Tech Sector, Consumers Alliance Debate Best Way to Give Consumers Green-Electricity Options
When is green energy not so green?
The central Massachusetts gas and electric distributor NStar said Tuesday that it plans to sign long-term power contracts with wind farms in Maine and upstate New York and let NStar customers get their electricity directly from those facilities, in exchange for a small premium on their utility bills. Not so fast, said the Massachusetts Energy Consumers Alliance, a non-profit energy provider, in a press release and in comments to the Boston Globe on Wednesday. NStar should buy all the renewable power it can get its hands on—but the utility’s plan to market this power directly to consumers conflicts with a Massachusetts state law designed to limit utilities’ monopoly power, says Larry Chretien, executive director of the alliance, which has petitioned the Commonwealth Utility Commission to disallow the program.
Energy entrepreneurs and industry observers contacted by Xconomy applauded NStar’s idea, which it’s calling “NStar Green,” and said it would be unfortunate if the program were delayed or quashed. “The NStar plan to offer wind energy to Massachusetts customers is fabulous,” says Nick d’Arbeloff, executive director of the New England Energy Innovation Collaborative, a Cambridge non-profit that promotes development of clean energy technologies. “It’s exactly the kind of program that’s required to raise consumer awareness and increase clean-tech activity in the state.”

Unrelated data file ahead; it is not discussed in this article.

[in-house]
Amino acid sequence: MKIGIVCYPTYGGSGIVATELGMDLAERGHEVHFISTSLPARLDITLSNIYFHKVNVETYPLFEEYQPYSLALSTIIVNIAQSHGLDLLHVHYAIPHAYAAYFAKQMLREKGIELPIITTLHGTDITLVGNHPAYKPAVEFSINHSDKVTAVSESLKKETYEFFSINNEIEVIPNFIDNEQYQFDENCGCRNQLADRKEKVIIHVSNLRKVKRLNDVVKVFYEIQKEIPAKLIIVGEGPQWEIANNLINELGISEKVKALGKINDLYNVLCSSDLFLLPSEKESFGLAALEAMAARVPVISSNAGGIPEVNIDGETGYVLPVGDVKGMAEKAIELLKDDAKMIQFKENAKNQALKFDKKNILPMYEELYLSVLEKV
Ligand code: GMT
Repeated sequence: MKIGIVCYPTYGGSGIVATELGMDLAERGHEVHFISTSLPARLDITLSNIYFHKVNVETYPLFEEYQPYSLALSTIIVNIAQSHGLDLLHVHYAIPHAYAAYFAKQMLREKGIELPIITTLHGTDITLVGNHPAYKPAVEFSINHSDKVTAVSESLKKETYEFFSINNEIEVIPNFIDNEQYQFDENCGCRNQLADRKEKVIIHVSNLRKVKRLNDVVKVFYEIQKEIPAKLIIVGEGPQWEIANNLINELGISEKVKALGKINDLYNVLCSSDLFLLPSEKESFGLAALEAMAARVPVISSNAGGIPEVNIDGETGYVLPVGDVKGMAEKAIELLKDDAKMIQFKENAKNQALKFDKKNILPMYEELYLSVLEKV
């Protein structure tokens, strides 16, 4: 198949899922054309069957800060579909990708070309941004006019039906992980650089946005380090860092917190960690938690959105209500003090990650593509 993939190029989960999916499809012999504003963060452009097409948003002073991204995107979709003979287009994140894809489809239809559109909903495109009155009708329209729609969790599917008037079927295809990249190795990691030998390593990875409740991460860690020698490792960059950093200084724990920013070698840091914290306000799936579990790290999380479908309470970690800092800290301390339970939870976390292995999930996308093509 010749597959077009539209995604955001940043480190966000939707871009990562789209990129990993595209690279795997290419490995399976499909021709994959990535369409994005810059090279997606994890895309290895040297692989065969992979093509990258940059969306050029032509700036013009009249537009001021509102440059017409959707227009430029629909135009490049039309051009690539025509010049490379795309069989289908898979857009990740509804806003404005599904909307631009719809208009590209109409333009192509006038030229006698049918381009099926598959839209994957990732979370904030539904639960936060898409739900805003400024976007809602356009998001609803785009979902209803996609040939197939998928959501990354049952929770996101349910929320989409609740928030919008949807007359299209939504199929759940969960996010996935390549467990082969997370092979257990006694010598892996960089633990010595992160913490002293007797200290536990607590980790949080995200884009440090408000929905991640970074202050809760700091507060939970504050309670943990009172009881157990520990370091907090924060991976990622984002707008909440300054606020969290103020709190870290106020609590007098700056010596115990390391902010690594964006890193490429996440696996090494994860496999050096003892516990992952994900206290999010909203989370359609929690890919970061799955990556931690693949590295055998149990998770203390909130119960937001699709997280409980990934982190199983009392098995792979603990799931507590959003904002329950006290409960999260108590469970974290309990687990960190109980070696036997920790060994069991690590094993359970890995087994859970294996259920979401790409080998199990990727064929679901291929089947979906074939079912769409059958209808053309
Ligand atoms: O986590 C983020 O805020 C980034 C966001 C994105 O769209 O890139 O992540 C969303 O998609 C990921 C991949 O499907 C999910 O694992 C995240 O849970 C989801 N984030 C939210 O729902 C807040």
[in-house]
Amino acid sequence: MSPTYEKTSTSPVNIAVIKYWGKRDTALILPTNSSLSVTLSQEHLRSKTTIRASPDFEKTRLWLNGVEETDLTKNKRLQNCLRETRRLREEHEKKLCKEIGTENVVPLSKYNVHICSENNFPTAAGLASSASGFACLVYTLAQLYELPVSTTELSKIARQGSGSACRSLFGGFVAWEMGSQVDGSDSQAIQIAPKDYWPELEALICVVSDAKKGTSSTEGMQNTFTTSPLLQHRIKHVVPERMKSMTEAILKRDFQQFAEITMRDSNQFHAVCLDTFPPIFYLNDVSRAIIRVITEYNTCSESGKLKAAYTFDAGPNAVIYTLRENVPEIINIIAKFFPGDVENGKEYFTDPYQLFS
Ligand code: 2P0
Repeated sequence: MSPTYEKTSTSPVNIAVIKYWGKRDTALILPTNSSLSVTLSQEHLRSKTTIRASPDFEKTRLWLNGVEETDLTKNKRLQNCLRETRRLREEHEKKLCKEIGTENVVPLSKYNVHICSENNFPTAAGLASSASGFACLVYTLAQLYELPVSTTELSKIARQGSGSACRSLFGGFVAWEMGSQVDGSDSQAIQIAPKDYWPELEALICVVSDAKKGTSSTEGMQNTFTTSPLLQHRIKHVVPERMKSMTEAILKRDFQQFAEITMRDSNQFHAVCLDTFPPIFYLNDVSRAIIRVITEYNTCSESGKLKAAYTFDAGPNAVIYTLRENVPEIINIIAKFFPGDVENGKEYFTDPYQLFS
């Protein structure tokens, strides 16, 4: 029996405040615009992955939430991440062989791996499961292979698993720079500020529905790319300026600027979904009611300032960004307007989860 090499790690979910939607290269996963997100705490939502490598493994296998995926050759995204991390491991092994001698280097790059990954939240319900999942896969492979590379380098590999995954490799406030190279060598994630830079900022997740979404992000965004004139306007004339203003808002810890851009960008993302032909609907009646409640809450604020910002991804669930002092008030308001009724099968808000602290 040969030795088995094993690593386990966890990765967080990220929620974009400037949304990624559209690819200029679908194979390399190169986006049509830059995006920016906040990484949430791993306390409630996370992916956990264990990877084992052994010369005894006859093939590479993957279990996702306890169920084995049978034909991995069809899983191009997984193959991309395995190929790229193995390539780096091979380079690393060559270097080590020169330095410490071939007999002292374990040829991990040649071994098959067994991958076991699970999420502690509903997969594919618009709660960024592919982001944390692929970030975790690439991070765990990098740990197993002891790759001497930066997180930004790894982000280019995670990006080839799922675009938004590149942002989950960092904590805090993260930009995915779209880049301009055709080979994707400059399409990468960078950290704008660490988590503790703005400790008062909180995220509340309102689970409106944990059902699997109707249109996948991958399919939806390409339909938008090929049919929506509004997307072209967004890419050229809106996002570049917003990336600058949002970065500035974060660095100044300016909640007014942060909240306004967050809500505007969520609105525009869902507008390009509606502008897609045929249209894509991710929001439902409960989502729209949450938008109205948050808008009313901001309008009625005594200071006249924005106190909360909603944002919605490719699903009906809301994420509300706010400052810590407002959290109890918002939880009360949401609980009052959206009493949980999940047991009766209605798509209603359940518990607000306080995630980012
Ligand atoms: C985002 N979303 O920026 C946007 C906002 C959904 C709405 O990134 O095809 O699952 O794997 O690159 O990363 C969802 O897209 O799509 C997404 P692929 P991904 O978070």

But the problem, Chretien says, is NStar Green might actually slow energy innovation. Fewer firms will enter the green-power market if they have to compete with NStar itself to sell their electricity directly to consumers, he worries. “The law says that that the utilities are supposed to provide basic service and competing power suppliers are supposed to provide alternatives to the basic service,” says Chretien. “We want to see green alternatives, and we are not going to get them if we allow an investor-owned utility to have a monopoly on green power.”
State law, Chretien points out, requires utilities to meet a “renewable portfolio standard” under which they must buy 3 percent of their electrical load from renewable sources. NStar hasn’t been meeting its obligation, and contracts with the Maine and New York could help nudge the company toward compliance. But when it comes to packaging and selling green power, says Chretien, NStar should emulate the state’s other large utility, National Grid.
National Grid meets the renewable portfolio standard and supports smaller power operators by buying juice from three competitively selected renewable-energy providers, including the Alliance, which operates a windmill in Hull, as well as several solar-power facilities, and provides power to about 4,000 National Grid customers. “We think that if NStar is going to buy wind power from Maine and New York to comply with that law, it’s a great thing,” Chretien says. “But if they then start offering an ‘NStar Wind’ product, it’s certainly going to reduce or eliminate competition.”
But to have a major player like NStar competing in the renewable-energy market might be a healthy thing, d’Arbelloff suggests. “I fully understand that there may be competitive concerns here,” he says. “And when a big new competitor enters the fray, it does represent formidable competition. But on the other hand, it validates the market…It’s my hope that all parties will find a way to allow NStar’s plan to bear fruit, because this is exactly the type of action that needs to be taken in every state across the country.”